Introduction to the course
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The course will include the following main topics:
- the need for conflict-sensitive and value-based journalism in a digital age,
- disinformation in the media,
- investigative journalism in the age of open data,
- the monetization, EU funding and sustainability.
The media have always been a battleground for the hearts and minds of citizens in a democracy. Today, the EU and its neighbours find themselves in an intense media-based conflict. The new challenges are characterized by their interdisciplinary nature. Content creators are on the front line of the invisible information war that is going about the minds of nations. The stability of national information spaces often depends on their actions and competences. At the same time, we encounter massive data leaks (Wikileaks, Offshore Leaks, Panama Papers, Football Leaks and others), what significantly empowers media to keep the powerful and wealthy accountable. Reporting objectively and without bias becomes one of the most important commitments of good communication skills. Yet how do different professionals meet this challenge when covering societies afflicted by violence, military conflict, authoritarian practices or religious and ethnic struggle – whether in their home societies or those of others? Furthermore, digitalization and open data, which are becoming increasingly accessible to the public in many countries, offer a long list of new opportunities for as well as a longer list of challenges to professional journalism.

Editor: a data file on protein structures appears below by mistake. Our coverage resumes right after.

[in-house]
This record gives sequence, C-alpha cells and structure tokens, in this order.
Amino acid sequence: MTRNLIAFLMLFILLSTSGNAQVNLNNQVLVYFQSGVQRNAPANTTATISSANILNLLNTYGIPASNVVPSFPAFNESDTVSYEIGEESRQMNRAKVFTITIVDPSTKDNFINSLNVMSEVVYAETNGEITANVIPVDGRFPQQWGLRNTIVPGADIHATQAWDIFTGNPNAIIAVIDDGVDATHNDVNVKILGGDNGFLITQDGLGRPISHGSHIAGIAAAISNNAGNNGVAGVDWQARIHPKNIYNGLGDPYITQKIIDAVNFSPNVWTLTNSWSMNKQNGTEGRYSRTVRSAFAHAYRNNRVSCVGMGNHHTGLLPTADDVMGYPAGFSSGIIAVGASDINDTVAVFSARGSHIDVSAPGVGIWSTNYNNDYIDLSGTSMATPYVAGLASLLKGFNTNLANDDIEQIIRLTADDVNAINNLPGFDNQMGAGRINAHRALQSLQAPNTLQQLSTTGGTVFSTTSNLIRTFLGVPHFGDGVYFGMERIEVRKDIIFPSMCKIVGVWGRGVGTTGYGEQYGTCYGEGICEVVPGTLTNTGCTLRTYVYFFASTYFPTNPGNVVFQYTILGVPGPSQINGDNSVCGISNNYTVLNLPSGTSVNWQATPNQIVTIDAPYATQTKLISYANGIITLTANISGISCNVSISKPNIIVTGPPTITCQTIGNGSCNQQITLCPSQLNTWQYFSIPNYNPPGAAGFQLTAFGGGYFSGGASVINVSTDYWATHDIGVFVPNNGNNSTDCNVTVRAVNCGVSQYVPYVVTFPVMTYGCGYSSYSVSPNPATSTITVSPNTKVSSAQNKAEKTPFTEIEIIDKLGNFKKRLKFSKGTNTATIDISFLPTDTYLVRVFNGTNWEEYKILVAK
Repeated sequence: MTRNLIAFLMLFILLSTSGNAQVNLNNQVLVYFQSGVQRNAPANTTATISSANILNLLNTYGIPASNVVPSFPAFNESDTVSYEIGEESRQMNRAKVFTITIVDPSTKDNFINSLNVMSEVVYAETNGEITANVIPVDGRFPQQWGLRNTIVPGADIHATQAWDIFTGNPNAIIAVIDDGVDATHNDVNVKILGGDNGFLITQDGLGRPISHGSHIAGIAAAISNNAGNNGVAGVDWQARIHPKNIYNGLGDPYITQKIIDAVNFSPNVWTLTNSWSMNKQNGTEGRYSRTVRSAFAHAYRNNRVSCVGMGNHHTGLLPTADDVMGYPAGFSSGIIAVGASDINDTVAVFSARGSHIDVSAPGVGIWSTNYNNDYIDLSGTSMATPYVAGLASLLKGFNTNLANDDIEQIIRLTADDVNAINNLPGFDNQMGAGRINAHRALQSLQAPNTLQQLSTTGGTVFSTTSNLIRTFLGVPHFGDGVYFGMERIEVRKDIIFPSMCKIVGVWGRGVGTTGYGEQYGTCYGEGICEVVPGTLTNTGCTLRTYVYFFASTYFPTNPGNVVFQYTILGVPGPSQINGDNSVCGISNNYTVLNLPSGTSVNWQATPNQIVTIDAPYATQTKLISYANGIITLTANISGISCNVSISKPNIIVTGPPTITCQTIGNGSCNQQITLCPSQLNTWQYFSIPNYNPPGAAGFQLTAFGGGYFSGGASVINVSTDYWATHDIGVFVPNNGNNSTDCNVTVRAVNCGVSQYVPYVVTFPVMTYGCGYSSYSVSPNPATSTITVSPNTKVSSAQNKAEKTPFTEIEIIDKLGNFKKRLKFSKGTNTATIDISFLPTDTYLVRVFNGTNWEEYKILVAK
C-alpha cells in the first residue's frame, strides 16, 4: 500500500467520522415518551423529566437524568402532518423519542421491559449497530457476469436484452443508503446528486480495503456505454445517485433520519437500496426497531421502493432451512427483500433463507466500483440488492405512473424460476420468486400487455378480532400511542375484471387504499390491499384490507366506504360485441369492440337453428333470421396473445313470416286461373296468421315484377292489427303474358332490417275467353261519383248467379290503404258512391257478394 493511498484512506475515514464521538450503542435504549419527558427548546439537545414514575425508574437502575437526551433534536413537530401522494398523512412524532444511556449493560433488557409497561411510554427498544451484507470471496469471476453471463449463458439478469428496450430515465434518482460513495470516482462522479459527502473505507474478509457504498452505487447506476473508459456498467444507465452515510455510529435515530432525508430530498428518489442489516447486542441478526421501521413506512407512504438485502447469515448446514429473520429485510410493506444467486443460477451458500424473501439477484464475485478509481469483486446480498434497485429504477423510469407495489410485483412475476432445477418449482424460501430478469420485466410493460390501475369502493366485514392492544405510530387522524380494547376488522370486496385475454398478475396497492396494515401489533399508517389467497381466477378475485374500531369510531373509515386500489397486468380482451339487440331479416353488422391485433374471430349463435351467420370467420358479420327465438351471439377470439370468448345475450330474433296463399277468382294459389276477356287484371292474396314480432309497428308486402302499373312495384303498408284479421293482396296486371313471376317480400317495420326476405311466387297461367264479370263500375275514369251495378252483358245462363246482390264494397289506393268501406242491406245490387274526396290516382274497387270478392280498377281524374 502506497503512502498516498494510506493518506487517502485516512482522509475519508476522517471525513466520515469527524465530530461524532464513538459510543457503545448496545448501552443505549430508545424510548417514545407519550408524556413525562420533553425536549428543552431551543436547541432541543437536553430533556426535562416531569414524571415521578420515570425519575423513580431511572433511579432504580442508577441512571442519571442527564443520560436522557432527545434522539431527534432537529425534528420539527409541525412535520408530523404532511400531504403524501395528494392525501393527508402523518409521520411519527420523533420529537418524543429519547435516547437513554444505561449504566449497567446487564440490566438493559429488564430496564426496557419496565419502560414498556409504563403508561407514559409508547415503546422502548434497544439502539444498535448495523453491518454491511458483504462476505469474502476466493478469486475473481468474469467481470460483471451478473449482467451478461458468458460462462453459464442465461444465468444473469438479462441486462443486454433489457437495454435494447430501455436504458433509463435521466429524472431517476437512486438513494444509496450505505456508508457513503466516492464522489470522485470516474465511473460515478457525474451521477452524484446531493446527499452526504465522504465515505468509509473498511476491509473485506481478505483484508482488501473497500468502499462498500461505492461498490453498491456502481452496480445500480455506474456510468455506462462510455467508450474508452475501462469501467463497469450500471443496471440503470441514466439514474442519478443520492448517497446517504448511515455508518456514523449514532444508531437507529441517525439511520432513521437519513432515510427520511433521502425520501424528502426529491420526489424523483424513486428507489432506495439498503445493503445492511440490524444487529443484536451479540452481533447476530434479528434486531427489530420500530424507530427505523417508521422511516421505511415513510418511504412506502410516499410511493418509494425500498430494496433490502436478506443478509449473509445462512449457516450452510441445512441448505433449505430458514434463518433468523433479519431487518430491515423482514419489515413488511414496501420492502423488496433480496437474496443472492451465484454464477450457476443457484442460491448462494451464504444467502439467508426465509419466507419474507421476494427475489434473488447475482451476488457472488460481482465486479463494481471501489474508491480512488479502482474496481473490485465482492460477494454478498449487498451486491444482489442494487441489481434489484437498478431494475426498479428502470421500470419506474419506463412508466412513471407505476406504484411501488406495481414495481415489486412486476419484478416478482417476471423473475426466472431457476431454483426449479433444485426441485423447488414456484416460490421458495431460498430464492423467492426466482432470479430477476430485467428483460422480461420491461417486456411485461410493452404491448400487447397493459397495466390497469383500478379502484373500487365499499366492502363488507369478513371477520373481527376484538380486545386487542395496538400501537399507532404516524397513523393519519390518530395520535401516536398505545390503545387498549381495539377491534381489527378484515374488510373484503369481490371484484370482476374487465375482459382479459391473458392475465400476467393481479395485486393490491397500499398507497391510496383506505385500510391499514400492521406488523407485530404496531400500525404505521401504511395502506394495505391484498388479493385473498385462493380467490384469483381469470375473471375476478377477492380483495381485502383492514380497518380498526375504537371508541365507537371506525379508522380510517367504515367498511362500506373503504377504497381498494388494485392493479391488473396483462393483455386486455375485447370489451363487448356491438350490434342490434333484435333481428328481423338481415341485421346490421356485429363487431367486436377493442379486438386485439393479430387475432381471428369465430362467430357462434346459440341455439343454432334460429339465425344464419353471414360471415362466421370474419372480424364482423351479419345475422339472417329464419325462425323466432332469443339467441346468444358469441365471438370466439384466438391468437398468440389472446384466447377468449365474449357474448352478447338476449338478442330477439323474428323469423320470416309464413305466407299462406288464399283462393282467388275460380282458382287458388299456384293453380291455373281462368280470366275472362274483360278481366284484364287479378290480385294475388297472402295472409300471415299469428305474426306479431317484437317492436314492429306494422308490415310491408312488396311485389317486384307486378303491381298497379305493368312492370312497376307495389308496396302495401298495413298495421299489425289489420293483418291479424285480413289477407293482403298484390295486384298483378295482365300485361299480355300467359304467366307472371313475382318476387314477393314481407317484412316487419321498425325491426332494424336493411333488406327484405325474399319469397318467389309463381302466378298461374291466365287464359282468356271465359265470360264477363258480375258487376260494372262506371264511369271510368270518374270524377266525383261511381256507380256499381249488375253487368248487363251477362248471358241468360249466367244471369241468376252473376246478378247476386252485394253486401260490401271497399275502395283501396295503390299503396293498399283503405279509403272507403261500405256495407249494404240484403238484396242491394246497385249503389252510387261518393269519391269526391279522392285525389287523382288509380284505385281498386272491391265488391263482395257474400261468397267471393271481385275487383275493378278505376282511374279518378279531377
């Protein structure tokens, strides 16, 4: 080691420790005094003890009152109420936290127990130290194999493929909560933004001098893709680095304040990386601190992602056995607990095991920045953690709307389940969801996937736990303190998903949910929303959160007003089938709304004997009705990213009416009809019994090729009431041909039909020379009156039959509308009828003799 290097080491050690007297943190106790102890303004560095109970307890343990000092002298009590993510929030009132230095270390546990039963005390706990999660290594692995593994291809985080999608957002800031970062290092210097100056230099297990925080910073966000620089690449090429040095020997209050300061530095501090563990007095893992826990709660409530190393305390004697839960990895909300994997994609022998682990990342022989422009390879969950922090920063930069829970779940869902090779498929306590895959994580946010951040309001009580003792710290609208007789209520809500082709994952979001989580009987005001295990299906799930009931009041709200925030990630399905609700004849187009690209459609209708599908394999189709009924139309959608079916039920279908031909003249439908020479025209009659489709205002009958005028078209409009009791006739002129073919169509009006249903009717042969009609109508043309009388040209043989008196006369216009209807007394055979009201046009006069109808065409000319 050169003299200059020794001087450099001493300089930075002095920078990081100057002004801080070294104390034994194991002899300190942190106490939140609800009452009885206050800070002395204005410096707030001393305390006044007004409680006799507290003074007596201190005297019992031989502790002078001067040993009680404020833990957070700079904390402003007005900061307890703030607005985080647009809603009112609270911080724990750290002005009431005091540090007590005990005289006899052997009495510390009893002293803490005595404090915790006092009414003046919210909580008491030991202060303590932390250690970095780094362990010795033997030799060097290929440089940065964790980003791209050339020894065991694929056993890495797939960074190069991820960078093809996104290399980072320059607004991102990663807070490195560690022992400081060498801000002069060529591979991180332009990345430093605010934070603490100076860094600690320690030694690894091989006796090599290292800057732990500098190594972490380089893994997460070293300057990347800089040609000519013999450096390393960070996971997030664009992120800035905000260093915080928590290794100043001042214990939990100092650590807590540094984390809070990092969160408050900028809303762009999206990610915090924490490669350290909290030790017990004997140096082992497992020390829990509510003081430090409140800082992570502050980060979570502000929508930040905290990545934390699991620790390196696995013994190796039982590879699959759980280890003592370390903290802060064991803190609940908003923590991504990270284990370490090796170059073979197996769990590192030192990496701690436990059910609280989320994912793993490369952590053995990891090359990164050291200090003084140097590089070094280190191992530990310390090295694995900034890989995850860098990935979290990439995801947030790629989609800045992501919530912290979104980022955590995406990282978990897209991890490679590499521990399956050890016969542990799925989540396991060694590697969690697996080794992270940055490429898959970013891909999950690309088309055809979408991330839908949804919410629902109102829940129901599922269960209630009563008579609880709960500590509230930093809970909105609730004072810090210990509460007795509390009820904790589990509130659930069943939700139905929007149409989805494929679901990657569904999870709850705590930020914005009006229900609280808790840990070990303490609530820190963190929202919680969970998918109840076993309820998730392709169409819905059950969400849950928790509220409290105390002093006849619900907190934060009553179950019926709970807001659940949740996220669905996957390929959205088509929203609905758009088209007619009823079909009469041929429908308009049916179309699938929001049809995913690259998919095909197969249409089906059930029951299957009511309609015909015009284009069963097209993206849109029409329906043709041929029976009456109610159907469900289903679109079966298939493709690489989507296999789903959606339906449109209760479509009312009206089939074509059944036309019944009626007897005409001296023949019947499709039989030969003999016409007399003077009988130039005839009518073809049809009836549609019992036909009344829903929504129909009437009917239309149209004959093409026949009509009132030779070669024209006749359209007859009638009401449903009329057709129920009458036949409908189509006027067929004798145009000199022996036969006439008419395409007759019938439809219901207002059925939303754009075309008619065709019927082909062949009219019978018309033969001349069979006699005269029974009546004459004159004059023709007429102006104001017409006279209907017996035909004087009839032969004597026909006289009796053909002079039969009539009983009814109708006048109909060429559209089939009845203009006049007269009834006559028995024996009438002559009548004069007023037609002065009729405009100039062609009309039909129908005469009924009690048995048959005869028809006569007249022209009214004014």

The course will address key questions different media-related professionals encounter when their own cultural values associated with the role and purpose of media face alternative interpretations of information sharing, truth, and power. For professionals covering societies in the ENP region, and from the ENP, selected values, and the practical act of being a reporter, civic journalist, communications specialist or any other media-related expert, can vary widely from the EU perspective. Moreover, It will deal with the issues related to the evolution of the role of media and sources of information in terms of information security and strategic policies. It will discuss contemporary information threats and recipients’ vulnerabilities to it. In this context, special attention will be paid to information risks in social media, the context of the awareness of cyber-threats when working with information, and the potential impact of cyber-attacks on the information space of a given country. Then, the course participants will analyze some of the positive and negative impacts of digital trends on information quality and credibility and how the funding sources for ‘news’ are shifting away from advertising and toward users, and the implications this has on the way media structure their organizations and measure their impact.